\$\begingroup\$ There is no exact number of RPM drop between each gear. It's a ratio, as @Baldrickk points out. And while it's a great idea to have the output of the transmission be torque rather than speed, a discussion of wind resistance and verlet integration is a little outside the scope of the question, no? \$\endgroup\$
    – Justin
    Commented Oct 28, 2014 at 12:29
  • \$\begingroup\$ Yes. for a spot on answer to the question I would recommend Baldrickk's answer. I upvoted it. \$\endgroup\$
    – v.oddou
    Commented Oct 29, 2014 at 1:41

Gears are used as a reduction mechanism.

Using a simplified transmission with just two ratios in the gearbox, one input gear (the engine) and one output gear (one of the ratios of the gearbox) we have two different reduction ratios.

So for an input gear with x teeth and an output gear of x/2 teeth, the speed of the output gear is twice the speed of the input gear ( a two to one ratio)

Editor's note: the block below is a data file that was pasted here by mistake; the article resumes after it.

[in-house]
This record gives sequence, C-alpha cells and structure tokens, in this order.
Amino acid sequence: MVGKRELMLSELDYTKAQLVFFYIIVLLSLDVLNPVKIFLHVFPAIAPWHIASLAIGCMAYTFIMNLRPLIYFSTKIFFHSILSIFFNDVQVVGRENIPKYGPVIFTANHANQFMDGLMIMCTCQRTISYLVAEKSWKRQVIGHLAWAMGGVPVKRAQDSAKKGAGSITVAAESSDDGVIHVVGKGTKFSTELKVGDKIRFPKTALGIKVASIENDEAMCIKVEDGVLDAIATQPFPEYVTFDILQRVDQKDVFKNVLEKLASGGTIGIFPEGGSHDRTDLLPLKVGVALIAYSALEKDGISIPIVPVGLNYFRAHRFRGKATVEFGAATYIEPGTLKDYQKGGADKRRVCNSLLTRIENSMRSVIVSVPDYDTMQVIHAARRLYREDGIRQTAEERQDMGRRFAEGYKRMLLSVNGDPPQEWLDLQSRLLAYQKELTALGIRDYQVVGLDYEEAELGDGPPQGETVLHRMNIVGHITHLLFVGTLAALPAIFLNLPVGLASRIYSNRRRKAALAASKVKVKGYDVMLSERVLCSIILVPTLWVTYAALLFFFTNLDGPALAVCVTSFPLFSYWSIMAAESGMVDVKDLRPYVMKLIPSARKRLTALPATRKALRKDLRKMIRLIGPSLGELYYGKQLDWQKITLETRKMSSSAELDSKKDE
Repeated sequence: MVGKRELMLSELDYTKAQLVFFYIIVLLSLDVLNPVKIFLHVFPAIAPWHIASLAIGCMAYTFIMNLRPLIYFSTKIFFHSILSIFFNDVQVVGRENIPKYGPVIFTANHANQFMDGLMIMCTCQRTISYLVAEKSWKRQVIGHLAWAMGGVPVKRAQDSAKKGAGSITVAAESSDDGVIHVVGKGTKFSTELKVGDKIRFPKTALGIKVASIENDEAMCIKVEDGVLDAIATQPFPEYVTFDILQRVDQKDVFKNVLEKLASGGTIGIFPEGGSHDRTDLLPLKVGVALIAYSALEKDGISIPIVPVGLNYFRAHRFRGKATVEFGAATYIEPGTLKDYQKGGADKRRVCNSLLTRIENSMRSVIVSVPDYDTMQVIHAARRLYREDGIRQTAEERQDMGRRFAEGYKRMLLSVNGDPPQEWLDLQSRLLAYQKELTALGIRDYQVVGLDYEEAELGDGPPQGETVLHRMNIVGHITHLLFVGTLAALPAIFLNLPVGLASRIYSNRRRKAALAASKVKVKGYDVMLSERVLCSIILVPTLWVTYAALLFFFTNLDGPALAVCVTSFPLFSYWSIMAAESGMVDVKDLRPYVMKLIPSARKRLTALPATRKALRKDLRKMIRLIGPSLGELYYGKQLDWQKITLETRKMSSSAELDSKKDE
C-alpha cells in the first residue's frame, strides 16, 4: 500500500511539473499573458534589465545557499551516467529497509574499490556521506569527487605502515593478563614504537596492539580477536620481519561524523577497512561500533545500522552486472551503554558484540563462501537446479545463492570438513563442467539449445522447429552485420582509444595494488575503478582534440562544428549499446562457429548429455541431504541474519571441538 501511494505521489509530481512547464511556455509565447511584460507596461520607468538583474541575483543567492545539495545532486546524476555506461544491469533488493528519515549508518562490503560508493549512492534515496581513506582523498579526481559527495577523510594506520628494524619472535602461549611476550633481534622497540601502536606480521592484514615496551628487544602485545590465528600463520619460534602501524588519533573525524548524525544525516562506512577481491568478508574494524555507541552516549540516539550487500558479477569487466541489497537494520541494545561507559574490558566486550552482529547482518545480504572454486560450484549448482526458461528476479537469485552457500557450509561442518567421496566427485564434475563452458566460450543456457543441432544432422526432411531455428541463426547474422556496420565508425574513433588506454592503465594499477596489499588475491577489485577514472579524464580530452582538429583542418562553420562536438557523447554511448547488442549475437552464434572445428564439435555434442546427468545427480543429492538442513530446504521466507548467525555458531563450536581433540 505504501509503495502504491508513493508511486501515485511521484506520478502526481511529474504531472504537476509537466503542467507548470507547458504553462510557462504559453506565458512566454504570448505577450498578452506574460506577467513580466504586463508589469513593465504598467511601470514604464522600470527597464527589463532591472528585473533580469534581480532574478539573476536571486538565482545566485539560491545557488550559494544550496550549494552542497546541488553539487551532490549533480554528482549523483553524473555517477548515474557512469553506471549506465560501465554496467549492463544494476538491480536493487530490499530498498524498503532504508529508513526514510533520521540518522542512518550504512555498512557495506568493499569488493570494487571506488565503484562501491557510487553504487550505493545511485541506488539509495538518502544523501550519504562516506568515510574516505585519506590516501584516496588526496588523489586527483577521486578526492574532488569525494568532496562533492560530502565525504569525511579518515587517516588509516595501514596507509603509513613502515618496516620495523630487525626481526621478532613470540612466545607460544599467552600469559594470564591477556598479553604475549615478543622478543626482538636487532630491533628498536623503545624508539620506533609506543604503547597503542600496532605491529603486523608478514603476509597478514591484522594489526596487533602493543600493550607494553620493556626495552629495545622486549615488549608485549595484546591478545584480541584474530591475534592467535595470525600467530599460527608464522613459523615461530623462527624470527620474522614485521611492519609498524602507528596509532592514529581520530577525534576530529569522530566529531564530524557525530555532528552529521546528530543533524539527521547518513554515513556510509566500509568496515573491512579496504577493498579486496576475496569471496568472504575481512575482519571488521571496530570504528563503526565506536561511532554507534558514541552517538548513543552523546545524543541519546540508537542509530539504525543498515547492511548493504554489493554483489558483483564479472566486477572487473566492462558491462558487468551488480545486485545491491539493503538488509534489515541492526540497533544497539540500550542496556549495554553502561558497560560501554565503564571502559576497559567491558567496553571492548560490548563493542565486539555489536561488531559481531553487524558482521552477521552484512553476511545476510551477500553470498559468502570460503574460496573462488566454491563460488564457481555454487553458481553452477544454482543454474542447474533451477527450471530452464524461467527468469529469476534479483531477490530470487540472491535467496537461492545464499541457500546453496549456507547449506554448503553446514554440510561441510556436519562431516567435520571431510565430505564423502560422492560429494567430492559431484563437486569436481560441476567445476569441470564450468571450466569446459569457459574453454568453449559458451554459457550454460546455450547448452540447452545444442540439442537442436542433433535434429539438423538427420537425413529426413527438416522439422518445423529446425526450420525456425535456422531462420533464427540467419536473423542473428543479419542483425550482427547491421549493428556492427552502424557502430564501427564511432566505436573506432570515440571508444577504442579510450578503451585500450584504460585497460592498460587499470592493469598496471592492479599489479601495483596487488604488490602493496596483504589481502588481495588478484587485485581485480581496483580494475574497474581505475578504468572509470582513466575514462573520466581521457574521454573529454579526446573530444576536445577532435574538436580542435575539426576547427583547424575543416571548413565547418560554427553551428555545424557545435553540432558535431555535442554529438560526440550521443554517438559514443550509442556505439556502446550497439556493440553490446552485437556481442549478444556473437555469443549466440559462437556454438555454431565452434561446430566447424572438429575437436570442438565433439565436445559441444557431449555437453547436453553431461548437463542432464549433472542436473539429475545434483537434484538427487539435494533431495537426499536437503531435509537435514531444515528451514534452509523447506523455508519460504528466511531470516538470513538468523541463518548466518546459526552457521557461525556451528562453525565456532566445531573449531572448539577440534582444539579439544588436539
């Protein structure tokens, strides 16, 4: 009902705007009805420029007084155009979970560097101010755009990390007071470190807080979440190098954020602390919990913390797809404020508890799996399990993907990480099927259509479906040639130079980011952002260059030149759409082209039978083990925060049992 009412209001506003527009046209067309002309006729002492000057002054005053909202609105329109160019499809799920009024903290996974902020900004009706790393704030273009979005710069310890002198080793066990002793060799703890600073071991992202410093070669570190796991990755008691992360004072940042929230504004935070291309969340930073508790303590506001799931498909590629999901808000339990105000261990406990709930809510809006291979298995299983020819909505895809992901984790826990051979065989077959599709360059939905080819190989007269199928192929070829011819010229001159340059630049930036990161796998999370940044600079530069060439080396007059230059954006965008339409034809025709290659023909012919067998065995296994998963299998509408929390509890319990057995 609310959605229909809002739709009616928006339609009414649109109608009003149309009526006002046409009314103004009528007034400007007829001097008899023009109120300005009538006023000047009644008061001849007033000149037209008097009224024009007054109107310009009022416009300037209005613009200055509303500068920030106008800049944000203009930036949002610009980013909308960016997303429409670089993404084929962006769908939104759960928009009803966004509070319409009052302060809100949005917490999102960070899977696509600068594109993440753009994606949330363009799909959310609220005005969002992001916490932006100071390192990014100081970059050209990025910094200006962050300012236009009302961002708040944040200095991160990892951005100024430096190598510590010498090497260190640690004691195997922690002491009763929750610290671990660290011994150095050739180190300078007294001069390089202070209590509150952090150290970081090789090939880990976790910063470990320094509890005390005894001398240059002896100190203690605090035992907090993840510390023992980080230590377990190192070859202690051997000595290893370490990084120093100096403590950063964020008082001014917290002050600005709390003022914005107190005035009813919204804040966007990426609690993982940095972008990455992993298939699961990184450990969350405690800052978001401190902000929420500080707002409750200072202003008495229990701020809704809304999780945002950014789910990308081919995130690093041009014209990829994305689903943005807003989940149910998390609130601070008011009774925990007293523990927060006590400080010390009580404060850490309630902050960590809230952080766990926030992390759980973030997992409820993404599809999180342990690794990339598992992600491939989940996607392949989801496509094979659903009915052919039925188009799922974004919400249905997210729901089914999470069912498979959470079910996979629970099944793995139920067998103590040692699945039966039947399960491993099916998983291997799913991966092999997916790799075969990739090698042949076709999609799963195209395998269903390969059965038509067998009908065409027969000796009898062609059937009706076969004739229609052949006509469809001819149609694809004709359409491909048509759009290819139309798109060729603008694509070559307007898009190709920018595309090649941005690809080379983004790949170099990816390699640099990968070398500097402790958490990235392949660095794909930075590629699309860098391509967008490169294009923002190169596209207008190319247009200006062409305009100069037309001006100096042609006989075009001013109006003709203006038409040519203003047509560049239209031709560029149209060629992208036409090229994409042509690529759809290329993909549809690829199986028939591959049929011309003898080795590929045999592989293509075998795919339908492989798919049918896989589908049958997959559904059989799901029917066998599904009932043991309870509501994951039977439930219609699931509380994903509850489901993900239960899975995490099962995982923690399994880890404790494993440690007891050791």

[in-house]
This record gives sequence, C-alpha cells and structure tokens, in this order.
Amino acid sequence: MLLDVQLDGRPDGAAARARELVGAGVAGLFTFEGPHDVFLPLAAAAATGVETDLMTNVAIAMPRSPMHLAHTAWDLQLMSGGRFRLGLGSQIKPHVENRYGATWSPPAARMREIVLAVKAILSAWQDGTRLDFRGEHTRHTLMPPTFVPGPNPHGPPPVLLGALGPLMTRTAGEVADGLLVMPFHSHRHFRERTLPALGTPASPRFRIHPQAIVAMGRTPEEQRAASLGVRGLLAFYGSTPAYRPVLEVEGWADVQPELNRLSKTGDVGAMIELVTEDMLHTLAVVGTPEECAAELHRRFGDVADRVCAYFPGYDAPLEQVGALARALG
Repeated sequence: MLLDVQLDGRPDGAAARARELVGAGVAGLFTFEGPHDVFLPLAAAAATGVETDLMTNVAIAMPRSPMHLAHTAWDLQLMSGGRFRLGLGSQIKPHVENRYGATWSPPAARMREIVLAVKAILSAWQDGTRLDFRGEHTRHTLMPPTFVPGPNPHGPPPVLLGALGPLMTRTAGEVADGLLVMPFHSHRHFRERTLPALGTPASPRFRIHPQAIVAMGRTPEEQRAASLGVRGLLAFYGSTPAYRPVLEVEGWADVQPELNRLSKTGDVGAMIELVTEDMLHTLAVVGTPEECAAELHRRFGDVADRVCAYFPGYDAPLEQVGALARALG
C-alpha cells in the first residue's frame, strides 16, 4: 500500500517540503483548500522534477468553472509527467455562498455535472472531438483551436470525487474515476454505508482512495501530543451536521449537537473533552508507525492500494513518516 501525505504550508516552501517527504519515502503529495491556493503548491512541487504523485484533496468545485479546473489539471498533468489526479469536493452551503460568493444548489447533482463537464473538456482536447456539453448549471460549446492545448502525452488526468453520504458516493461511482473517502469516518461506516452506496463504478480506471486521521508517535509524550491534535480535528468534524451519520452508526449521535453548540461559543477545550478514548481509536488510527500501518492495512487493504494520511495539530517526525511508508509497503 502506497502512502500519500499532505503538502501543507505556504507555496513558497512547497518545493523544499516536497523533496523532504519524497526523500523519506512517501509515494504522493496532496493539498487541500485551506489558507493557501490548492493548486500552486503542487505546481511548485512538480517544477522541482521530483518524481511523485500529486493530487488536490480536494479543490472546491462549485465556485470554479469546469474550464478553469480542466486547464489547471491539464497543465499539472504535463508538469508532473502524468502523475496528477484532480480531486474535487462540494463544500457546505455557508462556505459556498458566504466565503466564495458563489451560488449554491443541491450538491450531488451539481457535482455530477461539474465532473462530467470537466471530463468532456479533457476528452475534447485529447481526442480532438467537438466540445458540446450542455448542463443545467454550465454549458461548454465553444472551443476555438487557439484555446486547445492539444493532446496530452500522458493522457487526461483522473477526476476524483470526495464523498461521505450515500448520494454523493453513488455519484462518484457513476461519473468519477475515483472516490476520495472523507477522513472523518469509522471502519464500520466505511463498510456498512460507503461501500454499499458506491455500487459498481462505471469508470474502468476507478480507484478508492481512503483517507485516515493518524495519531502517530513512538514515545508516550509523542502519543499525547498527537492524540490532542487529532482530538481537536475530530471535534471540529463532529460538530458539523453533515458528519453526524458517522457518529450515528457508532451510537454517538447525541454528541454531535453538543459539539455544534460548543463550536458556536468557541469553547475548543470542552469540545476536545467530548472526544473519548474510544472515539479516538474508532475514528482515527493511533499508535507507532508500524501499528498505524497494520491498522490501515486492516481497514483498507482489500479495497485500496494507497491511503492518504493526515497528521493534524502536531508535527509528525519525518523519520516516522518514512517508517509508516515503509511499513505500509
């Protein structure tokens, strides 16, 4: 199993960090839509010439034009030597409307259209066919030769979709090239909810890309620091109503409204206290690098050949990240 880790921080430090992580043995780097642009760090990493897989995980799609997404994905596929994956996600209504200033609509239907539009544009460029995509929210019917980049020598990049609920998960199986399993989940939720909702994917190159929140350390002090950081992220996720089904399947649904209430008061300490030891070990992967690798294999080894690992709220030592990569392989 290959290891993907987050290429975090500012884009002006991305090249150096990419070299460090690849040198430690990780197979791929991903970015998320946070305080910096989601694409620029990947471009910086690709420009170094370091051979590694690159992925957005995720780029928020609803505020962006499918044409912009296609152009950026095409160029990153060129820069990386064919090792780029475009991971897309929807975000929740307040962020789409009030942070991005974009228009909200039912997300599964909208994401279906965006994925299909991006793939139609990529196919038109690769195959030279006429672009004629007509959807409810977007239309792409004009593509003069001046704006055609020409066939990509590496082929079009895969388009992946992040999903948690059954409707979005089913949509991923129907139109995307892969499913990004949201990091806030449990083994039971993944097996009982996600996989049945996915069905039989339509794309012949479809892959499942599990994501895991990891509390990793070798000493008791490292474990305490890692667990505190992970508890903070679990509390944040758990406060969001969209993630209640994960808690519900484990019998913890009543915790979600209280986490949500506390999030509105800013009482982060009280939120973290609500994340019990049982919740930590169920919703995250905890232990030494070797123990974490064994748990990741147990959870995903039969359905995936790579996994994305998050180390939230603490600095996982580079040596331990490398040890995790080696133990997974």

rpm2 = rpm1 * gearRatio


gearRatio = teeth1 / teeth2

So instead of limiting each gear by hardcoded speed, we can limit it by ratio. You can then calculate the speed for a specific (rpmEngine, gear) pair, and, when the gear is changed, calculate the engine speed given the known speed and a new pair.

To simplify, using just an engine connected to two gears:

rpmEngine = 5000

gearRatio[1] = 2 #low gear:  one rotation of the engine results in 2 rotations output
gearRatio[2] = 3 #high gear: one rotation of the engine results in 3 rotations output

vehicleSpeed = rpmEngine * gearRatio[selectedGear]


selectedGear = 1
vehicleSpeed = rpmEngine * gearRatio[selectedGear] #5000 * 2 = 10000 

when shifting to 2nd gear, 10000 is the speed, so plugging that in the same formula, we now have:

vehicleSpeed = 10000 #computed above
selectedGear = 2

thus our new rpm:

rpmEngine = vehicleSpeed / gearRatio[selectedGear] #10000 / 3 = 3333.3